Experts at AIIMS on Tuesday, 30 July, said that use of complementary and alternative medicines may cause varying degrees of liver injury.
Doctors said that sometimes they get patients who have a history of taking unknown alternative medicines which are non-certified or non-branded and prescribed by unregistered local practitioners which result in liver injury.
"“The drugs prescribed by quacks at times contain heavy metals, steroids and other potentially hepatotoxic substances and consuming them leads to jaundice and at times even liver failure.”" - Dr Anoop Saraya, Head of Department of Gastroenterology at AIIMS
So people should avoid going to quacks and take medicines prescribed by registered practitioners.
Further, unmonitored and indiscriminate consumption of certain health supplements including body-building protein powders may lead to liver injury even among those with no liver diseases. “So one should know the contents of such products before consuming them and should also consult a physician”, said Dr Saraya.
Dr Shalimar, Associate Professor, Department of Gastroenterology, said that use of common over-the-counter drugs which are generally considered safe may also damage the liver.
“Drugs used for treatment of tuberculosis, antibiotics, antiepileptic drugs, chemotherapy are also associated with liver injury," he said while referring to a study from AIIMS which reported 67 per cent deaths among patients with acute liver failure related to anti-tuberculosis drug.
Of all patients with this drug-related acute liver failure, 60 per cent were started on medicines without confirmed tuberculosis. "It is very essential that self medication be avoided," he said. Dr Deepak Gunjan, Assistant Professor in the department at AIIMS, said that non-alcoholic fatty liver diseases are also on the rise in India and across the world.
Its overall global prevalence is around 24 per cent and in India, the reported prevalence is between 9-32 per cent from different parts of the country, he said. The prevalence of fatty liver disease increases in patients who are obese and those who have diabetes. The presence of NAFLD is associated with increased risk of heart diseases.
"The mainstay of treatment of non-alcoholic fatty liver disease is weight loss which can be achieved by eating a healthy balanced diet and regular exercise. Need to avoid sweetened drinks, cola drinks, fruit juice containing fructose, butter, cream, excessive consumption of non-vegetarian food, and alcohol. Exercise of 45 minutes every day is recommended," he said.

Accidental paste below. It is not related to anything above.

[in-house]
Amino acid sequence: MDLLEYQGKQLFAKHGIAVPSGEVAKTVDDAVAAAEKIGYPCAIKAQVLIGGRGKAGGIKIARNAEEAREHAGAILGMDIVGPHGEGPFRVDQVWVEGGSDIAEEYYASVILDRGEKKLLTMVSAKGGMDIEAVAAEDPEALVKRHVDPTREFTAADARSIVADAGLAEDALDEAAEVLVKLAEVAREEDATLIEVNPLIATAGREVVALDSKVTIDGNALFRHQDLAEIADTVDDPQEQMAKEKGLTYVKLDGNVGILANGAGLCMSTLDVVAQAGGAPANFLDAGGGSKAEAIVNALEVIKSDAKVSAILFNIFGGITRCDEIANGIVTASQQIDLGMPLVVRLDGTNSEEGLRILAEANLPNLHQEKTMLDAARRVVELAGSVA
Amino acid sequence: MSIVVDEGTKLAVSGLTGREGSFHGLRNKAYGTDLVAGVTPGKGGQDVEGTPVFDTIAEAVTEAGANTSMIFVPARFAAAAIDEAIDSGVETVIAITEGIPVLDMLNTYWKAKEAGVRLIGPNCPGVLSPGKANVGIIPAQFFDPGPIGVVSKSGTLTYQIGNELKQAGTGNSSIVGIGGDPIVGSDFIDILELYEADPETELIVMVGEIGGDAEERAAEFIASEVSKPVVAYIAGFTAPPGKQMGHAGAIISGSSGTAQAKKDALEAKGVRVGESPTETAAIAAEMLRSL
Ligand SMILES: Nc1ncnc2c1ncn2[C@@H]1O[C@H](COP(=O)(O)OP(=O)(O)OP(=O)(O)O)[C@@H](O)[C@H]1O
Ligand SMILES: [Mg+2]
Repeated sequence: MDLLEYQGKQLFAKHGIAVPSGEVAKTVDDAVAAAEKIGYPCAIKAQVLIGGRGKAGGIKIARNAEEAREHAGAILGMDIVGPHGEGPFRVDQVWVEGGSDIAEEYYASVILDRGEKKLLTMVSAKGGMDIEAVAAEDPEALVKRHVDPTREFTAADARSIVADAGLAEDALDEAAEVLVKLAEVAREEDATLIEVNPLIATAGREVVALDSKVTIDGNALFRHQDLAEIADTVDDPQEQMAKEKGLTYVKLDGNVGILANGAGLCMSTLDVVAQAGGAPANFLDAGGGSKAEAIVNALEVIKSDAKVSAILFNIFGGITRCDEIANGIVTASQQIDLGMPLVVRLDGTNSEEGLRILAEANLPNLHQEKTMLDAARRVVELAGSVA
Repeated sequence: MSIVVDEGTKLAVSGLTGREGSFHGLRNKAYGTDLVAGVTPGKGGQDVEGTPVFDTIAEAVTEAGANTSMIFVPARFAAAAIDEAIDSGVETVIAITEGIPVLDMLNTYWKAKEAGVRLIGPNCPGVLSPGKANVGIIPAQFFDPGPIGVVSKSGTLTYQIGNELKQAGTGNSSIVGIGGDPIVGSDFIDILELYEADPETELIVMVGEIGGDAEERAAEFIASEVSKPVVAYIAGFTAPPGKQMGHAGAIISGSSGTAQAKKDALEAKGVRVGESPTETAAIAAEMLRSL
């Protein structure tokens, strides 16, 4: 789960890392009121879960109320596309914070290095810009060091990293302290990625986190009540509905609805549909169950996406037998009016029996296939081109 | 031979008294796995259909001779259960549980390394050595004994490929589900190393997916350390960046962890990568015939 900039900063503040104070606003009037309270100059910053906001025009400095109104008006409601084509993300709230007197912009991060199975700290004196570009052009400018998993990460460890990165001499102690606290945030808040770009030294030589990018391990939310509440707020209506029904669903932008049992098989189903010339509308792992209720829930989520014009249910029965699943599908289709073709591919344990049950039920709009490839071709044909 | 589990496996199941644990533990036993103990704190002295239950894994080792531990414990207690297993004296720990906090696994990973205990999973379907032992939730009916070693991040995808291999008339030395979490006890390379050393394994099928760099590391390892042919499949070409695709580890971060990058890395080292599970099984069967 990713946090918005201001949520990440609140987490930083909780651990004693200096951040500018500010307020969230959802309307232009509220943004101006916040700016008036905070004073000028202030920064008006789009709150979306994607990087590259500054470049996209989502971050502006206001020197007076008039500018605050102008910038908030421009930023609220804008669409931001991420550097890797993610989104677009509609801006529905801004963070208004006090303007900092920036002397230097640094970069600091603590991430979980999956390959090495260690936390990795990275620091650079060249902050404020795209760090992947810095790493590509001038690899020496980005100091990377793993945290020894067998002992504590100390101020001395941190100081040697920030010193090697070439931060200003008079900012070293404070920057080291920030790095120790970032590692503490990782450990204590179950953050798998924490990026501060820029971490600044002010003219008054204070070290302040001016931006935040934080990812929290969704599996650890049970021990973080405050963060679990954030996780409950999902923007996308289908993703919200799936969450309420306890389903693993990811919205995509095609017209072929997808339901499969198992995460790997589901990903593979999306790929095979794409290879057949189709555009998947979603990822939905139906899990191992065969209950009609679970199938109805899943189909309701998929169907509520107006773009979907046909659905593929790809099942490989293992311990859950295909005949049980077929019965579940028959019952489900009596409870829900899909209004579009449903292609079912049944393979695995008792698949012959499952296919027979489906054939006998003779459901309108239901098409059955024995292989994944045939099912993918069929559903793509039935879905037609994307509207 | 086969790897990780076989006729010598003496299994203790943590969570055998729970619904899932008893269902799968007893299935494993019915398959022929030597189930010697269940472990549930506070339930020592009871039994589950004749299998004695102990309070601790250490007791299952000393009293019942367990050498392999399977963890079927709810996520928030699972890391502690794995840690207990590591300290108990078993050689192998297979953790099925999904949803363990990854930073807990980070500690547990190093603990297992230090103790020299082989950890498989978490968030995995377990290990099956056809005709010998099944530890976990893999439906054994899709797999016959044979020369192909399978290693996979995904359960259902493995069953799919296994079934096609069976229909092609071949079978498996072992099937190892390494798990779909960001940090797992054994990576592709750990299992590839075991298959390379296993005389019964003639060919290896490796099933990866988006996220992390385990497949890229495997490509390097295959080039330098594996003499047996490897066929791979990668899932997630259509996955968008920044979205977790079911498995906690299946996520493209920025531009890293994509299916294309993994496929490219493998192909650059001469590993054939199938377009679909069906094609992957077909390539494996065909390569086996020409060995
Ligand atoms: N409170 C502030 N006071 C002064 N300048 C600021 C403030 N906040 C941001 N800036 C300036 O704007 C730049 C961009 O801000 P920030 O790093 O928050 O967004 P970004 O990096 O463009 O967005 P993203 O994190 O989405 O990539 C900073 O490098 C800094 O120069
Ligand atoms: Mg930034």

The experts called for community participation to raise awareness about prevention and treatment of hepatitis, especially hepatitis B and C, which are blood-borne disorders, to protect the patients from stigma and social discrimination.
"“Even today hepatitis patients are considered untouchable in some places and are denied jobs and admissions or suffer in relationships. But this is all due to lack of awareness.”" - Deepak Gunjan
But these are preventable and treatable diseases and Hepatitis C is curable, he said.
Hepatis B and C are transmitted throught blood -- through unsafe injection practices, drugs injected with a needle, unprotected sex and untested blood transfusions. Most children get it from their infected mothers at birth.
As per the World Health Organization, viral hepatitis B and C affect 325 million people worldwide and are responsible for 1.4 million deaths every year. Hepatitis is the second major killer infectious disease after tuberculosis, and nine times more people are infected with it than HIV. Approximately three million people were newly infected in 2017, Dr Saraya said.
Importantly, 80 per cent of infected individuals are unaware and need treatment. In India, it is estimated that there are 40 million individuals with hepatitis B virus infection, and approximately 6-12 million people infected with hepatitis C virus infection.
This years WHO campaign theme is "Invest in Eliminating Hepatitis". It is estimated that approximately USD 6 billion are required annually for elimination of hepatitis by 2030
(This story was auto-published from a syndicated feed. Only the title and image have been edited by FIT.)
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